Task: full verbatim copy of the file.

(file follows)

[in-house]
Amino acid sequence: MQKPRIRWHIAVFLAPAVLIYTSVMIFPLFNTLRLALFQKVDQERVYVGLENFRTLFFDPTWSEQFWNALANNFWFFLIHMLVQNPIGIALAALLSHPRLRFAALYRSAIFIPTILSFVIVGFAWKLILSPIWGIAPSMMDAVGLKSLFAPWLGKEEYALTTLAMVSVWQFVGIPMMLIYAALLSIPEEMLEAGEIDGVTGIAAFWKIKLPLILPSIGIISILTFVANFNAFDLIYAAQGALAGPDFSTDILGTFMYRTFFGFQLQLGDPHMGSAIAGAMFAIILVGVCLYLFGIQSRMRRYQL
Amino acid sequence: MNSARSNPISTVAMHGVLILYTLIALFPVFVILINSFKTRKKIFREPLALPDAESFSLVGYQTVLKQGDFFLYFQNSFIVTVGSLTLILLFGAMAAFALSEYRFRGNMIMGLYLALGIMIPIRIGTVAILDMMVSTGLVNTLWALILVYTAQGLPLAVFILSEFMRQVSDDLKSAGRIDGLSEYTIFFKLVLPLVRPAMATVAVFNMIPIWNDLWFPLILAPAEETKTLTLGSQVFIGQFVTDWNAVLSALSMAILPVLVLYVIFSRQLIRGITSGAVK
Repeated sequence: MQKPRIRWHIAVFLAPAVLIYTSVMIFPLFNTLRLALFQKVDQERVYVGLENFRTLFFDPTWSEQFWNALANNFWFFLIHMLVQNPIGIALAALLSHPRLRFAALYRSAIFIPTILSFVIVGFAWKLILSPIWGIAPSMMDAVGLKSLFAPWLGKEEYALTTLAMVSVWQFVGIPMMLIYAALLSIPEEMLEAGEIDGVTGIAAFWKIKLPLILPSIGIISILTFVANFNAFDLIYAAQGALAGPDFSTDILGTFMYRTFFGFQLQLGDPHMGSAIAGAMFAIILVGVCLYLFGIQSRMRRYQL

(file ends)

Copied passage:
[in-house]
Amino acid sequence: MQKPRIRWHIAVFLAPAVLIYTSVMIFPLFNTLRLALFQKVDQERVYVGLENFRTLFFDPTWSEQFWNALANNFWFFLIHMLVQNPIGIALAALLSHPRLRFAALYRSAIFIPTILSFVIVGFAWKLILSPIWGIAPSMMDAVGLKSLFAPWLGKEEYALTTLAMVSVWQFVGIPMMLIYAALLSIPEEMLEAGEIDGVTGIAAFWKIKLPLILPSIGIISILTFVANFNAFDLIYAAQGALAGPDFSTDILGTFMYRTFFGFQLQLGDPHMGSAIAGAMFAIILVGVCLYLFGIQSRMRRYQL
Amino acid sequence: MNSARSNPISTVAMHGVLILYTLIALFPVFVILINSFKTRKKIFREPLALPDAESFSLVGYQTVLKQGDFFLYFQNSFIVTVGSLTLILLFGAMAAFALSEYRFRGNMIMGLYLALGIMIPIRIGTVAILDMMVSTGLVNTLWALILVYTAQGLPLAVFILSEFMRQVSDDLKSAGRIDGLSEYTIFFKLVLPLVRPAMATVAVFNMIPIWNDLWFPLILAPAEETKTLTLGSQVFIGQFVTDWNAVLSALSMAILPVLVLYVIFSRQLIRGITSGAVK
Repeated sequence: MQKPRIRWHIAVFLAPAVLIYTSVMIFPLFNTLRLALFQKVDQERVYVGLENFRTLFFDPTWSEQFWNALANNFWFFLIHMLVQNPIGIALAALLSHPRLRFAALYRSAIFIPTILSFVIVGFAWKLILSPIWGIAPSMMDAVGLKSLFAPWLGKEEYALTTLAMVSVWQFVGIPMMLIYAALLSIPEEMLEAGEIDGVTGIAAFWKIKLPLILPSIGIISILTFVANFNAFDLIYAAQGALAGPDFSTDILGTFMYRTFFGFQLQLGDPHMGSAIAGAMFAIILVGVCLYLFGIQSRMRRYQL